Have you ever wondered how to know when it's time to ‘pop up' out of the weeds so you can see the big picture?
A number of people in the program have asked this question and a December working session focused on the issue in a way that is useful to all of you.
The key takeaway was that if you find yourself going really deep on one section of an issue before clarifying the top level you need to come back up.
This is particularly so when building issue and hypothesis trees when problem solving. There is a tendency to go and ‘do the analysis' to answer a question while the ideas are fresh and run the risk that we have spent significant energy doing the wrong analysis.
We also risk wasting effort if we dive in too deep when preparing our communication. We aren't always clear on what the messaging should be in a section of a story before we know what the high-level story is like for the whole thing.
This means that we can prepare pages in packs and papers that end up being redundant because we ‘chased a rabbit' down a hole.
So, here are some ideas to help you ‘stay out of the rabbit warrens'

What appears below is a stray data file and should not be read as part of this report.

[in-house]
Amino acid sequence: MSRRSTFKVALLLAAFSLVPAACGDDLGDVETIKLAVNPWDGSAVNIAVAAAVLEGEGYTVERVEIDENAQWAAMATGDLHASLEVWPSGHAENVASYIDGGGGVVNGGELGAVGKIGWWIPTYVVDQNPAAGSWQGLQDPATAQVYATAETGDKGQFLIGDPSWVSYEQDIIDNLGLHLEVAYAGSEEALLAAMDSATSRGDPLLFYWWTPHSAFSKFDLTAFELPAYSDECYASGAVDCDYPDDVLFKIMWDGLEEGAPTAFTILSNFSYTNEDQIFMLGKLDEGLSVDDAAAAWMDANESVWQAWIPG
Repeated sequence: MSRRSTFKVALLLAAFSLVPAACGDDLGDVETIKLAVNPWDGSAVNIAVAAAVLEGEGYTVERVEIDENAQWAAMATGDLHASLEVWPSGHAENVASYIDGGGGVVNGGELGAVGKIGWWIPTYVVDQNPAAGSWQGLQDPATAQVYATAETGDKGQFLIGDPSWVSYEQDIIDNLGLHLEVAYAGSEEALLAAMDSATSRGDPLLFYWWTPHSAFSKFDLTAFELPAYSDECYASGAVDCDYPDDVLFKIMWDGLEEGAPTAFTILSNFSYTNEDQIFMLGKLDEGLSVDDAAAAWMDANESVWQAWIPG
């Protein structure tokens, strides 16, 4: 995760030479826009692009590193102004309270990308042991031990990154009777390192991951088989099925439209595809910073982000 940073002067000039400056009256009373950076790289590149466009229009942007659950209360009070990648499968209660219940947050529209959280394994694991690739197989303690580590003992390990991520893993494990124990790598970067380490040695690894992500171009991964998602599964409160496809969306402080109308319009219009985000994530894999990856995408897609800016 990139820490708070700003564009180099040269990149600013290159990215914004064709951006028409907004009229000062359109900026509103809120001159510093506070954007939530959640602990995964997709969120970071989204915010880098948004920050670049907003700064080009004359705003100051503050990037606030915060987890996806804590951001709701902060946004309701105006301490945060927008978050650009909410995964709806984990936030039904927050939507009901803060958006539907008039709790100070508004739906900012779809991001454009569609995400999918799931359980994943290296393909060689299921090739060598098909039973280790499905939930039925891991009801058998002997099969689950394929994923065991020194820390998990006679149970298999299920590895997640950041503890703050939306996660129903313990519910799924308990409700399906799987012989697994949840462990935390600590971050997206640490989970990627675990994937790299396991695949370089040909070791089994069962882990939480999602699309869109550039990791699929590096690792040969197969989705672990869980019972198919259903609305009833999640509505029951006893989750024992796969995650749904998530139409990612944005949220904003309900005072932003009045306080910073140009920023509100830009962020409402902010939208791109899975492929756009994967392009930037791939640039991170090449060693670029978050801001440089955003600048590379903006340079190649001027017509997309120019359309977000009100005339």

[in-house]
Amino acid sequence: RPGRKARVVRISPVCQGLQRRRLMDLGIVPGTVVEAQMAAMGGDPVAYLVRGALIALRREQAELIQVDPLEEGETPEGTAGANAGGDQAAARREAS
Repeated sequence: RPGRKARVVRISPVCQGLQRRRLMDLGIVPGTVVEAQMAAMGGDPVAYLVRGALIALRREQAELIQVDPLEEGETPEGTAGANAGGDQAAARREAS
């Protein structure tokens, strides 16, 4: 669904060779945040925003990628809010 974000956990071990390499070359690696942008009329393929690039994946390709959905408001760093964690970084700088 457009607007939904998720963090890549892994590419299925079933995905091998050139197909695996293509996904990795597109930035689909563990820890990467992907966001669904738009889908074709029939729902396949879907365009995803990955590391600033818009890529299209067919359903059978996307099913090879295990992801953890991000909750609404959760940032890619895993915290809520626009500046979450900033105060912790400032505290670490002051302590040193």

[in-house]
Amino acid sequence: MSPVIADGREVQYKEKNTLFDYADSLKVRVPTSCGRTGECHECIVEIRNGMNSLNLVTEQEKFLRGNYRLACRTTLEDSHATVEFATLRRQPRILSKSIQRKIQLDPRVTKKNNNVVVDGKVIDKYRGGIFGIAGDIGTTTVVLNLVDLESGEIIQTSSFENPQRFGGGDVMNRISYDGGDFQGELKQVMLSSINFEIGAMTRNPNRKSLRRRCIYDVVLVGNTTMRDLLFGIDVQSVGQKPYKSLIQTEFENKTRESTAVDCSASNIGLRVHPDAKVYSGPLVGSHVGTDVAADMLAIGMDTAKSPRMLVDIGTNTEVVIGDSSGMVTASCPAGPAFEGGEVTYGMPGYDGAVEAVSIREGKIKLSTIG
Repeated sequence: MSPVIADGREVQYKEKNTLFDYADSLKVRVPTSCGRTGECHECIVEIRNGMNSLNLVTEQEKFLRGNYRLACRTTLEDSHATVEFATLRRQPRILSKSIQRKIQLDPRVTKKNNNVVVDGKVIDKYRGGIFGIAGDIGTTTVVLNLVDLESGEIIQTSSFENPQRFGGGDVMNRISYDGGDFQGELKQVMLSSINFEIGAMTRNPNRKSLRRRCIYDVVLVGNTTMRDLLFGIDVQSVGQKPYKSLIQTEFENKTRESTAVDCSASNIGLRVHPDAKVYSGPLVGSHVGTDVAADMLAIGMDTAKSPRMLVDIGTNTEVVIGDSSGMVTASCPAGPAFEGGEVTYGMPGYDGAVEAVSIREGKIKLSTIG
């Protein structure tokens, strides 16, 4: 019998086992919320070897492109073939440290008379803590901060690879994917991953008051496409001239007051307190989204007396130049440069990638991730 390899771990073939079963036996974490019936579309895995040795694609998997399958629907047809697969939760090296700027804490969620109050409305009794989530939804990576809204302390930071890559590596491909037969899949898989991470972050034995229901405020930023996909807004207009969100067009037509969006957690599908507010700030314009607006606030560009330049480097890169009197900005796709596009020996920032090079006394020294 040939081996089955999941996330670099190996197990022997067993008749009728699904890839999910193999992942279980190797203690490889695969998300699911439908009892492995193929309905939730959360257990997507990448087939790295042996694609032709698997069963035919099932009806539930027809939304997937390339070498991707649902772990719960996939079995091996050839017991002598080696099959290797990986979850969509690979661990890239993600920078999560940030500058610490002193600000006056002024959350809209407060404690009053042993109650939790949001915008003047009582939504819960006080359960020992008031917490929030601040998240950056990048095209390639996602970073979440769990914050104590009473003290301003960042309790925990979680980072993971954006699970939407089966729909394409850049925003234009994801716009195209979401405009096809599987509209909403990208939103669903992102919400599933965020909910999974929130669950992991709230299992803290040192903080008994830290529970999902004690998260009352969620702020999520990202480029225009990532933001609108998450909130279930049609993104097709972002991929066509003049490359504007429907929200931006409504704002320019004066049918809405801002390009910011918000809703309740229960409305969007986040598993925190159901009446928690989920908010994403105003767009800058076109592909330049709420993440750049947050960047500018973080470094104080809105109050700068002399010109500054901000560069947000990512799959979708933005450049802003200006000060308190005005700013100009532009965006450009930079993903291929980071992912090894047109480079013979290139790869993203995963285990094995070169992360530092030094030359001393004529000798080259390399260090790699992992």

- Take a look at the recording. Click here to access.
- The topic is simple and interesting (addressing an employee shortage in a US County) and illustrates very clearly the problem.
- It offers a chance to refresh or perhaps dig into the problem solving concepts in the Clarity in Problem Solving course.
- Stick to building your one-page storylines before building your papers or packs
- Go a step further and ‘hack' the high-level storylines before you get to building your one-pager. There is room for this in the storyline planner, and plenty of examples in the recorded sessions of this strategy at work.
I hope that helps and look forward to checking in again next week.
PS – Don't forget to get a copy of Bill's Book, Building a Winning Career so you can contribute to the discussion during the mid January and early February working sessions.